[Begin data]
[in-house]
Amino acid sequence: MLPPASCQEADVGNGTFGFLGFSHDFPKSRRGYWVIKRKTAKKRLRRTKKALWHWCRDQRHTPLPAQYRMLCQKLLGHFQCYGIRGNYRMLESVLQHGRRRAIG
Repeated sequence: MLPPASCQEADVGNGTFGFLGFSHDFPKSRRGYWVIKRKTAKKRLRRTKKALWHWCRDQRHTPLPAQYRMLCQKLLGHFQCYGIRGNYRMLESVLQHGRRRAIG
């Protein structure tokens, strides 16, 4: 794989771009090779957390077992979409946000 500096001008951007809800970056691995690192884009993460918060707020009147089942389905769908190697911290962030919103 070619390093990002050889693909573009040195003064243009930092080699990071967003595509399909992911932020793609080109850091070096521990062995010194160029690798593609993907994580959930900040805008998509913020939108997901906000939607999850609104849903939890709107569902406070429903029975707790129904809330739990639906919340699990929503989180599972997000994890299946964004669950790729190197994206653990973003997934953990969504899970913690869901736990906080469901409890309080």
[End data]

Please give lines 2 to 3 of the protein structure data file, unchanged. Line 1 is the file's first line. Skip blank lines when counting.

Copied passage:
Amino acid sequence: MLPPASCQEADVGNGTFGFLGFSHDFPKSRRGYWVIKRKTAKKRLRRTKKALWHWCRDQRHTPLPAQYRMLCQKLLGHFQCYGIRGNYRMLESVLQHGRRRAIG
Repeated sequence: MLPPASCQEADVGNGTFGFLGFSHDFPKSRRGYWVIKRKTAKKRLRRTKKALWHWCRDQRHTPLPAQYRMLCQKLLGHFQCYGIRGNYRMLESVLQHGRRRAIG